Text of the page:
Saturday, October 15, 2011

 

Star-Advertiser fails us on Occupy Wall Street news


by Larry Geller

The AP story on the Occupy Wall Street protests in New York was a clear case of selection bias by the Star-Advertiser editors. In fact, the story didn’t even mention  “Occupy Wall Street” once—not once—but instead lead off by describing the protest as “Anti-Wall Street.”

Nor does the story note that there have been OWS protests in Honolulu, or give the schedule of large protests expected today, though that would be asking a bit much of this editorial staff.

The article also described a “showdown” between owners of the park and the protesters, but omitted the role of New York Mayor Michael Bloomberg and the massive opposition, including a letter signed by thirteen members of the City Council, which, along with 300,000 or more signatures on a petition and phone and other contacts caused the Mayor to back off on his plans. It’s not clear that the Mayor has the power to enforce his rule changes on the grounds of a private park anyway:

This afternoon, thirteen members of New York city council signed a letter urging Mayor Bloomberg to let the Occupy Wall Street protesters continue to sleep in Zuccotti Park, calling the prohibition of sleeping bag and gear “an eviction notice and potentially an unconstitutional closing of a forum to silence free speech.”

[The New York Observer, City Council Members’ Letter to Bloomberg Regarding Zuccotti Park ‘Eviction’, 10/13/2011]

Versions of the AP story elsewhere on the web mention that Mayor  Bloomberg’s girlfriend is on the board of directors of Brookfield, the privately-held real estate firm that owns the park. This was omitted from the S-A printed version.

A picture attached to the Star-Advertiser story does mention “Occupy Wall Street” but it shows a protester with his arm hooked around a police officer. Far more common are photos and videos of police abuse, including the videos of a “white shirt” police officer pepper spraying a group of women already “kettled” (corralled) and posing no threat. The same officer unleashed his spray against passersby on a sidewalk later. Videos have enshrined his unprovoked attack and earned him an infamous spot on Comedy Central.

The Star-Advertiser AP story describes an incident in which a police moped, apparently accidentally, runs over a man’s foot.

In one case, an observer with the National lawyers Guild who was marching with the group refused to move off the street for police, and the tip of his foot was run over by an officer’s scooter. He fell to the ground screaming and writhing and kicked over the scooter before police flipped him over and arrested him.

[Star-Advertiser, Sit-in site cleanup delayed as protests take tense turn, 10/16/2011]

Videos show that the police officer allowed the scooter or moped to remain on the man’s leg while he took out his baton and left the scene without rendering aid—so they guy was left under the wheel. In the video, which is obstructed by, guess what, people taking pictures and videos, another officer apparently moves in on the observer swinging his baton. Then yes, they flipped him, pressed him against the ground, and arrested him. He is clearly identified as a legal observer. A person on the scene reports that the police ran over him first with the front wheel and then continued with the rear.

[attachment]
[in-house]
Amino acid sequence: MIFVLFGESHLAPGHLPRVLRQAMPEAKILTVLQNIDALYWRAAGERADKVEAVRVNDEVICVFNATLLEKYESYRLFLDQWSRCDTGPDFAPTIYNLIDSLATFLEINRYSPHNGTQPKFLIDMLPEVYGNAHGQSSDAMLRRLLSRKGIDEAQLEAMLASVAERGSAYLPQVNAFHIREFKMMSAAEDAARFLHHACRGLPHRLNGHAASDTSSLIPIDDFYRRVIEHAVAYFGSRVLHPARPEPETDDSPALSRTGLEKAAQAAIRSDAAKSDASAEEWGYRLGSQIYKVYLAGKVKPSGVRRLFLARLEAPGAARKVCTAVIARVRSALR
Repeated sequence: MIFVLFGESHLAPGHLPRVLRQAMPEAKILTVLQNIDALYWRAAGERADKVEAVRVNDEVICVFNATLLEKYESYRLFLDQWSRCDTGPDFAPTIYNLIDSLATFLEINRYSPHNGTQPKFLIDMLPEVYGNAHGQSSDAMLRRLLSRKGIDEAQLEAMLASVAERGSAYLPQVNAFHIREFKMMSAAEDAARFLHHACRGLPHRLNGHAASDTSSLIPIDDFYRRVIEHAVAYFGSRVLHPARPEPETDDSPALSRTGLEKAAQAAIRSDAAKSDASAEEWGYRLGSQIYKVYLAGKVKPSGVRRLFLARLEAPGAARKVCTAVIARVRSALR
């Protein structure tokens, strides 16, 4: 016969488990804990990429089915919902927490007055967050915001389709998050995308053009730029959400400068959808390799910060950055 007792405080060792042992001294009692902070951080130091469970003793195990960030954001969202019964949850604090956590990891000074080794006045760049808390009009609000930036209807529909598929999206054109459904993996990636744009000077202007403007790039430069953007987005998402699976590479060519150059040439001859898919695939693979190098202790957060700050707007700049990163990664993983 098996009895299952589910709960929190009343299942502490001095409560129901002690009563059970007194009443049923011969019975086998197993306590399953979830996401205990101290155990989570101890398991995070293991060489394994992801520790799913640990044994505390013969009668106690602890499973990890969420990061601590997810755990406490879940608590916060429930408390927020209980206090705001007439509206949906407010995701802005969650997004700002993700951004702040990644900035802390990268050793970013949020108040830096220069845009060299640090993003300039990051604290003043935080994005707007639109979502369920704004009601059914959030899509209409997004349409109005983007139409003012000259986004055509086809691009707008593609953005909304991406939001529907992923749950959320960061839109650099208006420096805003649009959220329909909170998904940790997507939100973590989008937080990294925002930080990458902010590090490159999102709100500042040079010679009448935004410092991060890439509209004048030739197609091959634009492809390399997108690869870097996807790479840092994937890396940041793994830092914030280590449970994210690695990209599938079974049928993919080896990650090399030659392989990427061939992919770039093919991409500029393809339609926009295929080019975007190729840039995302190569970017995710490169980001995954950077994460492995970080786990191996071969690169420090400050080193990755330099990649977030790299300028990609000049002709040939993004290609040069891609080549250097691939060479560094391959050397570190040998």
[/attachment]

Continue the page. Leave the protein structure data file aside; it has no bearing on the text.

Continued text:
Now, something like that would be a news report. Writing that “the tip of his foot was run over by an officer’s scooter” may or may not be truth, but it’s not accurate news.

Although the article did mention that protests are spreading, it immediately turned to describing how police have had to move in. It mentions nothing about the increasing numbers in most cities, and in particular in New York. With unions and other organizations bolstering the crowd, a police confrontation in the park had the potential to become bloody.

Enough, I guess. If you want news, try Google. I didn’t post any videos here because there are so many on the Internet. It seems that cameras are everywhere. Good thing, because nothing else has the potential to eventually rein in the police brutality that is documented but of course omitted from most of the mainstream press.

What’s happening locally? There are several groups and activities it seems.

Facebook: Occupy Honolulu

Press Release - Occupy Honolulu

Meetup: Occupy Honolulu (with a statement)

There’s probably more happening. Today is Day 29 of the protests. Should be big news, huh?

Google. Check twitter. Stay informed. Watch Democracy Now for New York and some national news.

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Comments:

Media is controlled by financial interests/so called Gov partnership. Think GE, they own nuclear, financial, news. What could be more powerful than that?
 


ABC is owned by Disney. Star-Advertiser is owned by a Canadian interested only in profit...
 


Thanks Anonymous.
 

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